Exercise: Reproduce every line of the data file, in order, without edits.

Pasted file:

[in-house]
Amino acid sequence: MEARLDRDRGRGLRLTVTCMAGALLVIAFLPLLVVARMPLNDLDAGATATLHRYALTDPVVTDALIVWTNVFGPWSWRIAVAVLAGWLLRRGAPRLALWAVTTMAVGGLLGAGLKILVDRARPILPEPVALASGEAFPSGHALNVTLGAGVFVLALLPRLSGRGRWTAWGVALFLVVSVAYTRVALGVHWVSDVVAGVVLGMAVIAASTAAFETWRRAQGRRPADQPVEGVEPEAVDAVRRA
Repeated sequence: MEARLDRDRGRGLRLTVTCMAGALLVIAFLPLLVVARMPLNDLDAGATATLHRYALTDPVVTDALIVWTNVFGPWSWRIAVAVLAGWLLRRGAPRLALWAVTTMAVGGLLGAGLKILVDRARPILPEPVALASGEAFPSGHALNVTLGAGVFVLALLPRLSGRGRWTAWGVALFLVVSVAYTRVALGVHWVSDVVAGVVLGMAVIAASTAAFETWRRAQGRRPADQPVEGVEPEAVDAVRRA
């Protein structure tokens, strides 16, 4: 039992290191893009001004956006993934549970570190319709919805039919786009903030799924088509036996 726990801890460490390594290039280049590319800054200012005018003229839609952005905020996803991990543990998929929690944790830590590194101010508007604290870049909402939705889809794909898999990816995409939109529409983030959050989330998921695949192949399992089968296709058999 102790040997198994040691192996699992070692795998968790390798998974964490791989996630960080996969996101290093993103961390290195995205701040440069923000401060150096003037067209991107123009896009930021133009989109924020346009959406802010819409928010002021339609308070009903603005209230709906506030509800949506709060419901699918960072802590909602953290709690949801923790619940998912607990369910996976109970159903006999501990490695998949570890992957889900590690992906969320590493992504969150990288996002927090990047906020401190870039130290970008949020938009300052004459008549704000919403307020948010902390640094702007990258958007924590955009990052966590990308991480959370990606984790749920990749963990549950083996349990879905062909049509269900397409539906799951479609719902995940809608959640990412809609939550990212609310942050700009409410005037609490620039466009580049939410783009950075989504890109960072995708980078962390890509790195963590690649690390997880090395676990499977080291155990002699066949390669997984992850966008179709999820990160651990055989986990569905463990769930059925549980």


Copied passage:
[in-house]
Amino acid sequence: MEARLDRDRGRGLRLTVTCMAGALLVIAFLPLLVVARMPLNDLDAGATATLHRYALTDPVVTDALIVWTNVFGPWSWRIAVAVLAGWLLRRGAPRLALWAVTTMAVGGLLGAGLKILVDRARPILPEPVALASGEAFPSGHALNVTLGAGVFVLALLPRLSGRGRWTAWGVALFLVVSVAYTRVALGVHWVSDVVAGVVLGMAVIAASTAAFETWRRAQGRRPADQPVEGVEPEAVDAVRRA
Repeated sequence: MEARLDRDRGRGLRLTVTCMAGALLVIAFLPLLVVARMPLNDLDAGATATLHRYALTDPVVTDALIVWTNVFGPWSWRIAVAVLAGWLLRRGAPRLALWAVTTMAVGGLLGAGLKILVDRARPILPEPVALASGEAFPSGHALNVTLGAGVFVLALLPRLSGRGRWTAWGVALFLVVSVAYTRVALGVHWVSDVVAGVVLGMAVIAASTAAFETWRRAQGRRPADQPVEGVEPEAVDAVRRA
């Protein structure tokens, strides 16, 4: 039992290191893009001004956006993934549970570190319709919805039919786009903030799924088509036996 726990801890460490390594290039280049590319800054200012005018003229839609952005905020996803991990543990998929929690944790830590590194101010508007604290870049909402939705889809794909898999990816995409939109529409983030959050989330998921695949192949399992089968296709058999 102790040997198994040691192996699992070692795998968790390798998974964490791989996630960080996969996101290093993103961390290195995205701040440069923000401060150096003037067209991107123009896009930021133009989109924020346009959406802010819409928010002021339609308070009903603005209230709906506030509800949506709060419901699918960072802590909602953290709690949801923790619940998912607990369910996976109970159903006999501990490695998949570890992957889900590690992906969320590493992504969150990288996002927090990047906020401190870039130290970008949020938009300052004459008549704000919403307020948010902390640094702007990258958007924590955009990052966590990308991480959370990606984790749920990749963990549950083996349990879905062909049509269900397409539906799951479609719902995940809608959640990412809609939550990212609310942050700009409410005037609490620039466009580049939410783009950075989504890109960072995708980078962390890509790195963590690649690390997880090395676990499977080291155990002699066949390669997984992850966008179709999820990160651990055989986990569905463990769930059925549980």